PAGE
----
One of the worst things to open are those bottles that hand soap come in. Y0u know, Palmolive do them. Carex if probably the brand leader. They seem to have replaced what I'd call 'traditional' cake soap. In Sainsbury's at least they have a wide selection of brands, including their own.They are locked to prevent them accidentally selling their contents when in transit. I presume. It can't be for any other reason. You have to turn the spouty sort of pouring tap-arrangement and this is supposed to open the bottle. But it never seems to work. Well, at least, not for me. Then, once it works, you just press downwards on this tap thing and the liquid soap inside the bottle is squeezed out onto your hand. Then, biggest niggle of all, towards the end of the life of the product, you get a little bit at the bottom of the bottle which you can never get out. It seems such a waste.Why can't the manufacturer make the clear tube within the bottle just that bit longer so it sucks up the little bit at the bottom of the bottle? It almost refuses to be removed when you squeeze down on the pump-thing.
Shower gel bottles can also be difficult to open. There you are, standing stark naked under the shower. It's taken you a while to set the temperature (yet another niggle this. I could write a few pages on this on it's own.) You decide to use the new bottle of shower gel. You reach for it, trying not to scald yourself in the process, or, if the temperature isn't right, freeze yourself in the cold water. They put a neat little hook on one end of the bottle, which is there so you can hang the bottle over a tap or other fitting on your shower. The other end is where the opening is, and it's so arranged that you have to get a bit of plastic to pull up with your finger or thumb. It's made to be so tight, so the liquid within the bottle doesn't leak out, but it's so difficult you just can't get it to open. Then, when you manage to get it open, you squeeze the contained fluid onto your sponge or flannel, and too much comes out and when you lather the gel over your body, you get left with so much foam it looks like a scene from one of those 1950's science fiction movies such as 'Quatermass.'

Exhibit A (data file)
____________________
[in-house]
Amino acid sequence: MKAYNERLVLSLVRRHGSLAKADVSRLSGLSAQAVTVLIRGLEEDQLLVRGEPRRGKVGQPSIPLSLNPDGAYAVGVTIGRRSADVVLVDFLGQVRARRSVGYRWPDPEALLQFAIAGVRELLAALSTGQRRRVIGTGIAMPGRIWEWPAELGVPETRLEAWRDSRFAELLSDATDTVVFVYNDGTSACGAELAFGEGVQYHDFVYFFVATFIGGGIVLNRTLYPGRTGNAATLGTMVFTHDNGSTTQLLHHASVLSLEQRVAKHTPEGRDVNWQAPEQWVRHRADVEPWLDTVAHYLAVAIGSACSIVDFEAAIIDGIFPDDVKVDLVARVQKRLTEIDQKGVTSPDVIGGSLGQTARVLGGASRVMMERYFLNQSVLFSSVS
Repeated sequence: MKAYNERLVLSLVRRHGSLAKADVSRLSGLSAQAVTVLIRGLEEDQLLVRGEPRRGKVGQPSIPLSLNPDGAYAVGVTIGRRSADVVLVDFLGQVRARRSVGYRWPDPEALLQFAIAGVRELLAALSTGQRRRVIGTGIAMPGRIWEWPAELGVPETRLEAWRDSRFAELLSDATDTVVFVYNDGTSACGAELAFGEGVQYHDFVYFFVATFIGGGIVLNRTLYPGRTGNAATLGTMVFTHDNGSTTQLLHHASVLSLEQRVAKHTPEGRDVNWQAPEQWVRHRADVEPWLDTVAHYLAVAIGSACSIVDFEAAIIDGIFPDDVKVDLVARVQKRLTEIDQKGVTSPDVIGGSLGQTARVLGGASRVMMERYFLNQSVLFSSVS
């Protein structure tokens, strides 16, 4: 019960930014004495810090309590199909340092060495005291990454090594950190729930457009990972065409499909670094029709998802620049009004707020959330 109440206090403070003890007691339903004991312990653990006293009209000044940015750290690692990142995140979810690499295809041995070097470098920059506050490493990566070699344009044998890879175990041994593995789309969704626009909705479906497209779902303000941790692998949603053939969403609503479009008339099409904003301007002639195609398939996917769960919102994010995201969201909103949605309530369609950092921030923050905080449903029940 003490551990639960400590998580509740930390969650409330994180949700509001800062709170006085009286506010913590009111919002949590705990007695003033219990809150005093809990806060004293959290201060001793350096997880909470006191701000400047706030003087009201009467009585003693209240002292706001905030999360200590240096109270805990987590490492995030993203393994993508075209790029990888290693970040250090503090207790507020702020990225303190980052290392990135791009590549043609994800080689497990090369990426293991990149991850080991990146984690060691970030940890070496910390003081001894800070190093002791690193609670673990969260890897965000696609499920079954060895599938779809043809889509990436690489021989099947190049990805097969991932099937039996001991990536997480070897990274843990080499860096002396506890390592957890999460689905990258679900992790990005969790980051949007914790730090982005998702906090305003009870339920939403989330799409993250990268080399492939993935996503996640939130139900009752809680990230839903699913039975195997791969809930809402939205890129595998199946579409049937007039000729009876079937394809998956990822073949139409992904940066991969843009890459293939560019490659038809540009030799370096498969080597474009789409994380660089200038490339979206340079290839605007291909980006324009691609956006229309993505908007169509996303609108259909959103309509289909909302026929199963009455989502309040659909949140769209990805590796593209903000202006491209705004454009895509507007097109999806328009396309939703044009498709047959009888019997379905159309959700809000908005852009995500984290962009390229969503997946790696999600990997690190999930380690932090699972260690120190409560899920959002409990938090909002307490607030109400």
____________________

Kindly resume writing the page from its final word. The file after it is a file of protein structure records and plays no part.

Biscuit packets are another bugbear. ('A cause of obsessive fear, anxiety or irritation.') Or niggle. They come in a packet with another innovation, which is supposed to make it easier to open said packet. A little tab which you pull and tears open the paper with a strip of material like string or plastic. Great if it works, but 99 out of 100 attempts and it fails miserably. Why not just go back to the old fashioned method of opening the packet? Then there's the innovation that has been bought in on such packets as for rice and other cooking ingredients. You open the packet and then there's a sticky sort of label which you use to reseal the packet. But it doesn't always stick to the surface of the packet once you've opened the packet. So, like the biscuit packet, somewhat redundant. And attempting to peel the sticky label off the packet in the first place is also very difficult because (as with Sellotape when you can't find the end.) it's next to impossible to find the edge to peel.
Going back to the subject of cellophane as I mentioned earlier on, how about such things as DVDs and CDs which come, fresh from the factory, but covered in cellophane and then you have the ordeal of opening the thing, finding the corner to get your finger nail under to start the peeling process or even finding the little tab that is meant to make the process easier.